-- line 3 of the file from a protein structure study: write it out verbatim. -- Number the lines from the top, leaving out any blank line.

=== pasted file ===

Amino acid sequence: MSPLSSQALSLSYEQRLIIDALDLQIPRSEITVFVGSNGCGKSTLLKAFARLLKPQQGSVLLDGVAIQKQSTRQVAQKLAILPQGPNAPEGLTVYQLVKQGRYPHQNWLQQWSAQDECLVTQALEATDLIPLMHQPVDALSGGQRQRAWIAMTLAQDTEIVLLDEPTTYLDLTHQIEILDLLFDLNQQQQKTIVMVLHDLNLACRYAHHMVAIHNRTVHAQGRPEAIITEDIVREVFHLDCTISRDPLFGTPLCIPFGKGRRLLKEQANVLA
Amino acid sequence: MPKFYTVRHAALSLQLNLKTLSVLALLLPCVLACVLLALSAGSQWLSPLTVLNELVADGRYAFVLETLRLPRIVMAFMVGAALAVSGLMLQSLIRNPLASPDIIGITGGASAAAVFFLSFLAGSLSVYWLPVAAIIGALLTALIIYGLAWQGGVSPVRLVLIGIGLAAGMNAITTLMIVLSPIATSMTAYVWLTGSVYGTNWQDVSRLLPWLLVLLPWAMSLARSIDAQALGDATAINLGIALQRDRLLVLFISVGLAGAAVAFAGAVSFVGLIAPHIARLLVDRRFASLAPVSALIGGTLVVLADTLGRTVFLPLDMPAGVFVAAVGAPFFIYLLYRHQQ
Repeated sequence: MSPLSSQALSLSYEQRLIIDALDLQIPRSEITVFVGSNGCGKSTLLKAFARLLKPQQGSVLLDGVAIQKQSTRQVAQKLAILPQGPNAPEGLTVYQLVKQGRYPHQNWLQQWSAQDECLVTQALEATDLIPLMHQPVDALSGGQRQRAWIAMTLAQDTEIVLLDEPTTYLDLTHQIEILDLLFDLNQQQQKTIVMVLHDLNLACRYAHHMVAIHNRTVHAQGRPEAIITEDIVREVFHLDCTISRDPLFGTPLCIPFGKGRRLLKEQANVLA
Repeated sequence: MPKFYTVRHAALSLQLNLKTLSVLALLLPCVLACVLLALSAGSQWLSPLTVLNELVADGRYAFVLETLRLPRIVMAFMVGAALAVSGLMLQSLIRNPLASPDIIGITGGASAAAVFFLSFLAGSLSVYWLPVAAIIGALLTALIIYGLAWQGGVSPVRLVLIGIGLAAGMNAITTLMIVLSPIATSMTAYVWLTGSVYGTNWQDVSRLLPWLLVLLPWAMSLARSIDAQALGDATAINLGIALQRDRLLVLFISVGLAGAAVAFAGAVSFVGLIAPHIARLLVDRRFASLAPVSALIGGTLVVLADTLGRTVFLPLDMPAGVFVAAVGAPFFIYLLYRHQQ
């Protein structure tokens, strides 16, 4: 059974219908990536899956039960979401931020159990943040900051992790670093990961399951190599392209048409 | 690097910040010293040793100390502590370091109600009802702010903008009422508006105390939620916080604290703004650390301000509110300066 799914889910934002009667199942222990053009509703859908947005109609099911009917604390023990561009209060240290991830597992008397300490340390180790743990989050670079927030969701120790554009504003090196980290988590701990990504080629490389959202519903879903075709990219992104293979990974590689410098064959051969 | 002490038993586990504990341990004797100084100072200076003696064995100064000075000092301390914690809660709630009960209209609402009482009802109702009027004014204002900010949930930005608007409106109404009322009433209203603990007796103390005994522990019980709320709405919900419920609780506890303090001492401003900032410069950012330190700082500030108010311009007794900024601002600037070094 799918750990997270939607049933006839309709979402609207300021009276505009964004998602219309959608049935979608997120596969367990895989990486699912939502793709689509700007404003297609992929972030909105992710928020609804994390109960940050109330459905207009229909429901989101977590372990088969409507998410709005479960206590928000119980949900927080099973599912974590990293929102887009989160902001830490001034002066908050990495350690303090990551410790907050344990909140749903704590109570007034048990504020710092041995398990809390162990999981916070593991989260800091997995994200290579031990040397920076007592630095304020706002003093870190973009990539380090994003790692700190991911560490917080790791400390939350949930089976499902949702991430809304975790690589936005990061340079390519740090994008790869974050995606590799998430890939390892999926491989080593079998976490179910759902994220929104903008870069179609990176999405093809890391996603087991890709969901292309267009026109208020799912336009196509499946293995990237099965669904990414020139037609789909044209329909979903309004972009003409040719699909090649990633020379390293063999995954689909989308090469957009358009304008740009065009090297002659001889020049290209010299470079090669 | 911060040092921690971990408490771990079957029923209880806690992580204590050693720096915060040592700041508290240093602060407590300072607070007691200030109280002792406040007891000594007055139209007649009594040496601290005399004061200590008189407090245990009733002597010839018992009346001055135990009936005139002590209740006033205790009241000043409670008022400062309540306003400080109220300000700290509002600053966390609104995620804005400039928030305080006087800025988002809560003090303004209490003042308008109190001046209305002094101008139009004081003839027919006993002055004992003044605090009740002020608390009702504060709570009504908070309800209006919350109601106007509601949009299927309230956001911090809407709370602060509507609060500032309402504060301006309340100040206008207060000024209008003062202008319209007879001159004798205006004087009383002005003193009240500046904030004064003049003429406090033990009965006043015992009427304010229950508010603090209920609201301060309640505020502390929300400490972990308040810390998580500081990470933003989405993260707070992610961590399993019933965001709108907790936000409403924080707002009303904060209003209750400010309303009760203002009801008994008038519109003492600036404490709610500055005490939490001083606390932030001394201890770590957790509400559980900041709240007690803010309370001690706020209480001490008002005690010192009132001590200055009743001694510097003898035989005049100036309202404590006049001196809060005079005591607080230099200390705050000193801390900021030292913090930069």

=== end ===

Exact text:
Repeated sequence: MSPLSSQALSLSYEQRLIIDALDLQIPRSEITVFVGSNGCGKSTLLKAFARLLKPQQGSVLLDGVAIQKQSTRQVAQKLAILPQGPNAPEGLTVYQLVKQGRYPHQNWLQQWSAQDECLVTQALEATDLIPLMHQPVDALSGGQRQRAWIAMTLAQDTEIVLLDEPTTYLDLTHQIEILDLLFDLNQQQQKTIVMVLHDLNLACRYAHHMVAIHNRTVHAQGRPEAIITEDIVREVFHLDCTISRDPLFGTPLCIPFGKGRRLLKEQANVLA